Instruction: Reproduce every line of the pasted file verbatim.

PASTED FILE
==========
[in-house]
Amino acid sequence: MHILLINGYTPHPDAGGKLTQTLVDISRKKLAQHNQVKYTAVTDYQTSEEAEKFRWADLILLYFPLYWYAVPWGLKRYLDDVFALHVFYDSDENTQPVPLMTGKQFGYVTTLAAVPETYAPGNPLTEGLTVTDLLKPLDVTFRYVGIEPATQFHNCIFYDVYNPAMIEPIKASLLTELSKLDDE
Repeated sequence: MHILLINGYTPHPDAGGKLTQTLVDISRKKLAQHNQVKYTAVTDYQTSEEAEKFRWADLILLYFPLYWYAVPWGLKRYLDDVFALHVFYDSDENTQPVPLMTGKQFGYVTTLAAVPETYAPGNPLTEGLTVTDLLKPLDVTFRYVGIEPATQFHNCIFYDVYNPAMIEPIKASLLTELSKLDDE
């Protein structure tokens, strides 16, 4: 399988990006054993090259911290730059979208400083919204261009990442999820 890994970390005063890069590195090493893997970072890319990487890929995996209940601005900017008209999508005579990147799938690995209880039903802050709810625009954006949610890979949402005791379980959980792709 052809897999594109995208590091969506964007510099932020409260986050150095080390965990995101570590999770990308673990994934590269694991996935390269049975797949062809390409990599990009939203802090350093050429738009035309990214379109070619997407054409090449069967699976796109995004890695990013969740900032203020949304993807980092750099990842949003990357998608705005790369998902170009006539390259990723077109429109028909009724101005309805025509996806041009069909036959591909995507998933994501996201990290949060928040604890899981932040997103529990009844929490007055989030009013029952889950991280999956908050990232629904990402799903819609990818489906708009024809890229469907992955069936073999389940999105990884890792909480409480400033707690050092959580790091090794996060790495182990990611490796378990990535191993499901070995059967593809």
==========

[in-house]
Amino acid sequence: MHILLINGYTPHPDAGGKLTQTLVDISRKKLAQHNQVKYTAVTDYQTSEEAEKFRWADLILLYFPLYWYAVPWGLKRYLDDVFALHVFYDSDENTQPVPLMTGKQFGYVTTLAAVPETYAPGNPLTEGLTVTDLLKPLDVTFRYVGIEPATQFHNCIFYDVYNPAMIEPIKASLLTELSKLDDE
Repeated sequence: MHILLINGYTPHPDAGGKLTQTLVDISRKKLAQHNQVKYTAVTDYQTSEEAEKFRWADLILLYFPLYWYAVPWGLKRYLDDVFALHVFYDSDENTQPVPLMTGKQFGYVTTLAAVPETYAPGNPLTEGLTVTDLLKPLDVTFRYVGIEPATQFHNCIFYDVYNPAMIEPIKASLLTELSKLDDE
């Protein structure tokens, strides 16, 4: 399988990006054993090259911290730059979208400083919204261009990442999820 890994970390005063890069590195090493893997970072890319990487890929995996209940601005900017008209999508005579990147799938690995209880039903802050709810625009954006949610890979949402005791379980959980792709 052809897999594109995208590091969506964007510099932020409260986050150095080390965990995101570590999770990308673990994934590269694991996935390269049975797949062809390409990599990009939203802090350093050429738009035309990214379109070619997407054409090449069967699976796109995004890695990013969740900032203020949304993807980092750099990842949003990357998608705005790369998902170009006539390259990723077109429109028909009724101005309805025509996806041009069909036959591909995507998933994501996201990290949060928040604890899981932040997103529990009844929490007055989030009013029952889950991280999956908050990232629904990402799903819609990818489906708009024809890229469907992955069936073999389940999105990884890792909480409480400033707690050092959580790091090794996060790495182990990611490796378990990535191993499901070995059967593809």